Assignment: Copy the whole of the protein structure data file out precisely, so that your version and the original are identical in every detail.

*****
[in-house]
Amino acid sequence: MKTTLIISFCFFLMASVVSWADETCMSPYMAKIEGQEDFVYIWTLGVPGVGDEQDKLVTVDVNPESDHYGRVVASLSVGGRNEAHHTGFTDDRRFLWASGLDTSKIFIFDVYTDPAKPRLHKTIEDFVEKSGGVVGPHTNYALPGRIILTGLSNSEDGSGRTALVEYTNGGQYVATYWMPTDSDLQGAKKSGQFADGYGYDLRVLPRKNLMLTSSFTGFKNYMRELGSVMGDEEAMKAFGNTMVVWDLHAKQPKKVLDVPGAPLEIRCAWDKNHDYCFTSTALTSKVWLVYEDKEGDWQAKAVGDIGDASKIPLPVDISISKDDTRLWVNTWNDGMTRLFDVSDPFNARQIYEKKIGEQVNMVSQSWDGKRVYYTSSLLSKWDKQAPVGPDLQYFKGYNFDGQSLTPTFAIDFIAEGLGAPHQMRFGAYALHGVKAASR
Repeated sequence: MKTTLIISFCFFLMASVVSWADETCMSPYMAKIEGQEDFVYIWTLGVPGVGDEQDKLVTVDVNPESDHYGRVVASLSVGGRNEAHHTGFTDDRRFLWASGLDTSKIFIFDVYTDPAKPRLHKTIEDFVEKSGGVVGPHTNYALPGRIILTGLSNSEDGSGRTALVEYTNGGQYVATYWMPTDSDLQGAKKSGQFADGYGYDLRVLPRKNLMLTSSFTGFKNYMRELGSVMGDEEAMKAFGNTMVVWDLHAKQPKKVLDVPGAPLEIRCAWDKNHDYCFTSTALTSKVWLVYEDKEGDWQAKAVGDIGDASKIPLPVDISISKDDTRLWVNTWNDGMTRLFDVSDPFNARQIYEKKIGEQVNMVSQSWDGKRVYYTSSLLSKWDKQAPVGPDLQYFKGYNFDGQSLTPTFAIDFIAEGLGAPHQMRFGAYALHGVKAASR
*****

[in-house]
Amino acid sequence: MKTTLIISFCFFLMASVVSWADETCMSPYMAKIEGQEDFVYIWTLGVPGVGDEQDKLVTVDVNPESDHYGRVVASLSVGGRNEAHHTGFTDDRRFLWASGLDTSKIFIFDVYTDPAKPRLHKTIEDFVEKSGGVVGPHTNYALPGRIILTGLSNSEDGSGRTALVEYTNGGQYVATYWMPTDSDLQGAKKSGQFADGYGYDLRVLPRKNLMLTSSFTGFKNYMRELGSVMGDEEAMKAFGNTMVVWDLHAKQPKKVLDVPGAPLEIRCAWDKNHDYCFTSTALTSKVWLVYEDKEGDWQAKAVGDIGDASKIPLPVDISISKDDTRLWVNTWNDGMTRLFDVSDPFNARQIYEKKIGEQVNMVSQSWDGKRVYYTSSLLSKWDKQAPVGPDLQYFKGYNFDGQSLTPTFAIDFIAEGLGAPHQMRFGAYALHGVKAASR
Repeated sequence: MKTTLIISFCFFLMASVVSWADETCMSPYMAKIEGQEDFVYIWTLGVPGVGDEQDKLVTVDVNPESDHYGRVVASLSVGGRNEAHHTGFTDDRRFLWASGLDTSKIFIFDVYTDPAKPRLHKTIEDFVEKSGGVVGPHTNYALPGRIILTGLSNSEDGSGRTALVEYTNGGQYVATYWMPTDSDLQGAKKSGQFADGYGYDLRVLPRKNLMLTSSFTGFKNYMRELGSVMGDEEAMKAFGNTMVVWDLHAKQPKKVLDVPGAPLEIRCAWDKNHDYCFTSTALTSKVWLVYEDKEGDWQAKAVGDIGDASKIPLPVDISISKDDTRLWVNTWNDGMTRLFDVSDPFNARQIYEKKIGEQVNMVSQSWDGKRVYYTSSLLSKWDKQAPVGPDLQYFKGYNFDGQSLTPTFAIDFIAEGLGAPHQMRFGAYALHGVKAASR